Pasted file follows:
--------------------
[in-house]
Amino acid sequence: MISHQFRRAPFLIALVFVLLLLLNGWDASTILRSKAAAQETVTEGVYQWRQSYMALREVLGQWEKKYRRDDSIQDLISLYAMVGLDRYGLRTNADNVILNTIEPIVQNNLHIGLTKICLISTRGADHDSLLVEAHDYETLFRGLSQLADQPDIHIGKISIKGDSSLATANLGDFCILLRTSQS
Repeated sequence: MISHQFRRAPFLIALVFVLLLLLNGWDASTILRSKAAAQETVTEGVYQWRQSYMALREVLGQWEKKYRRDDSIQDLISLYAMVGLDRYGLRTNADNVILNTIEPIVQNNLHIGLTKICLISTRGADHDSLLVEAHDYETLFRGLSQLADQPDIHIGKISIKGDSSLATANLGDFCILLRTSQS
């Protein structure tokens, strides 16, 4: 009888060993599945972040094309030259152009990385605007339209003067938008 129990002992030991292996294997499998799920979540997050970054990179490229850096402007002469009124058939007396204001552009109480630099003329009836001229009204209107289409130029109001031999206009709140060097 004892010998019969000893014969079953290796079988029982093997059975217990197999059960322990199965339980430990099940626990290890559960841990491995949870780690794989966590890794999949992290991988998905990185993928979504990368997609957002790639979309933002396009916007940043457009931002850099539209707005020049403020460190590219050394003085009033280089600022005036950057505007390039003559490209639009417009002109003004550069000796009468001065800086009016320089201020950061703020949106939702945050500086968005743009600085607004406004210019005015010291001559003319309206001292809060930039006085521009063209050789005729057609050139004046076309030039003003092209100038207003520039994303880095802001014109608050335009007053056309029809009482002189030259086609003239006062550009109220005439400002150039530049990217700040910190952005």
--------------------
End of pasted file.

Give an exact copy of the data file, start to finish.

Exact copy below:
[in-house]
Amino acid sequence: MISHQFRRAPFLIALVFVLLLLLNGWDASTILRSKAAAQETVTEGVYQWRQSYMALREVLGQWEKKYRRDDSIQDLISLYAMVGLDRYGLRTNADNVILNTIEPIVQNNLHIGLTKICLISTRGADHDSLLVEAHDYETLFRGLSQLADQPDIHIGKISIKGDSSLATANLGDFCILLRTSQS
Repeated sequence: MISHQFRRAPFLIALVFVLLLLLNGWDASTILRSKAAAQETVTEGVYQWRQSYMALREVLGQWEKKYRRDDSIQDLISLYAMVGLDRYGLRTNADNVILNTIEPIVQNNLHIGLTKICLISTRGADHDSLLVEAHDYETLFRGLSQLADQPDIHIGKISIKGDSSLATANLGDFCILLRTSQS
């Protein structure tokens, strides 16, 4: 009888060993599945972040094309030259152009990385605007339209003067938008 129990002992030991292996294997499998799920979540997050970054990179490229850096402007002469009124058939007396204001552009109480630099003329009836001229009204209107289409130029109001031999206009709140060097 004892010998019969000893014969079953290796079988029982093997059975217990197999059960322990199965339980430990099940626990290890559960841990491995949870780690794989966590890794999949992290991988998905990185993928979504990368997609957002790639979309933002396009916007940043457009931002850099539209707005020049403020460190590219050394003085009033280089600022005036950057505007390039003559490209639009417009002109003004550069000796009468001065800086009016320089201020950061703020949106939702945050500086968005743009600085607004406004210019005015010291001559003319309206001292809060930039006085521009063209050789005729057609050139004046076309030039003003092209100038207003520039994303880095802001014109608050335009007053056309029809009482002189030259086609003239006062550009109220005439400002150039530049990217700040910190952005």